Sun, May 19, 2024

To Launch or not to Launch

Acts 2:1-21 by Doug Gunkelman
Acts 2:1-21
Duration:14 mins

On the day of Pentecost, the Christian church experienced a successful launch.  It escaped the gravitational pull of a skeptical crowd and achieved an orbit that it continues on today.  But we each have a role to play in keeping the church from crashing and burning.  Today we read our annual board reports on the ministry we’ve accomplished in the past year. We elect new board members at our congregational meeting who will help keep our ministries and our church in the orbit of Jesus Christ.

Have you heard of "failure to launch syndrome"? Rockets are not involved in this one. Instead, this problem is quite common among young adults who cannot leave the parental nest. According to a magazine article I was reading, "it is characterized by low levels of motivation, poor work ethic, lack of vision for the future, inability or unwillingness to take responsibility when appropriate and an inability to manage daily household chores." Maybe you saw the movie Failure to Launch, in which Matthew McConaughey played a 35-year-old who had no interest in leaving his parents' comfortable home.

The Christian church also faces its own "failure to launch syndrome."

The church launched at Pentecost. The power of the Holy Spirit was present. Full, complete countdown and launch.

But sometimes, the local expression of the church universal has problems getting off the launch pad. Why is that?

It happens when Christians are not adequately fueled, properly programmed and on the right course.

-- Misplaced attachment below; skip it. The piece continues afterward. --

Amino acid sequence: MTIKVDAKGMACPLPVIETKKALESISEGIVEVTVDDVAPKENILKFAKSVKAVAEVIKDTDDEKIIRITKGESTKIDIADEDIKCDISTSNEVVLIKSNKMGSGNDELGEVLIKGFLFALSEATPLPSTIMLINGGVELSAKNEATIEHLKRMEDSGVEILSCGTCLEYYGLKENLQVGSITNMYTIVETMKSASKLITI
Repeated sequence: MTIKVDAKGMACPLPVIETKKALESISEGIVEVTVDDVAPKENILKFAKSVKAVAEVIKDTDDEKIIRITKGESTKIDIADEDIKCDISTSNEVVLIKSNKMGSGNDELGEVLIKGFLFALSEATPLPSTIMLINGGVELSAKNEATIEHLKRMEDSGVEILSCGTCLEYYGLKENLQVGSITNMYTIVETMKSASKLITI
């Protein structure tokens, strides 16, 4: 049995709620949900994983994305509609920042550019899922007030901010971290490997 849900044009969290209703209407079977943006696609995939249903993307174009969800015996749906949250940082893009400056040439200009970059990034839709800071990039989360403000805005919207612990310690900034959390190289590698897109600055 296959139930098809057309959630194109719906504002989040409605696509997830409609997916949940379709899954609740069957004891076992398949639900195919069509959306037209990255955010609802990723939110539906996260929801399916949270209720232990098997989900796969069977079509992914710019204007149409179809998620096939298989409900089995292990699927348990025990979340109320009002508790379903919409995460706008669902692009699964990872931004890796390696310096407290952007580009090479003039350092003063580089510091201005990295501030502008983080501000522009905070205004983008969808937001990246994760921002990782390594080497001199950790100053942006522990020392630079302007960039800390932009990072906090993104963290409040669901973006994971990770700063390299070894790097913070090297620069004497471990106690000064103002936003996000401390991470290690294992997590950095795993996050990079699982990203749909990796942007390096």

Only when all three are in place can the church complete its mission. So let's do a countdown:

Three: Christians need to be adequately fueled by the power of the Holy Spirit. The Bible tells us that the apostles blasted off successfully in Jerusalem because "all of them were filled with the Holy Spirit" (v. 4). Without the inspiration of the Spirit, we're never going to get off the ground.

So where can we get this high-octane, highly volatile spiritual fill-up? In worship, for starters. We can pray for the Holy Spirit to help us hear God's Word. We can ask for the Spirit to heal us, touch us and transform us. We can trust the Spirit to make Christ present to us in the bread and cup of Communion. Worship is not a human activity; instead, it is an activity that is both human and divine, with Jesus really present through the power of the Holy Spirit.

Sometimes, we need to get out of our comfort zones to experience the power of the Spirit. That may mean singing a hymn or contemporary song when we normally don’t sing.  It may mean coming to the kneeling rail for prayer on a healing Sunday.  It may mean having a spirited congregational leader like Tony Chilia.  It may mean asking a relative or friend who doesn’t attend worship to come with you and worship with you.

Spiritual fueling begins with worship.

Two: Christians need to be properly programmed to connect with their neighbors. No bugs in the system. On the day of Pentecost, the apostles "began to speak in other languages, as the Spirit gave them ability" (v. 4).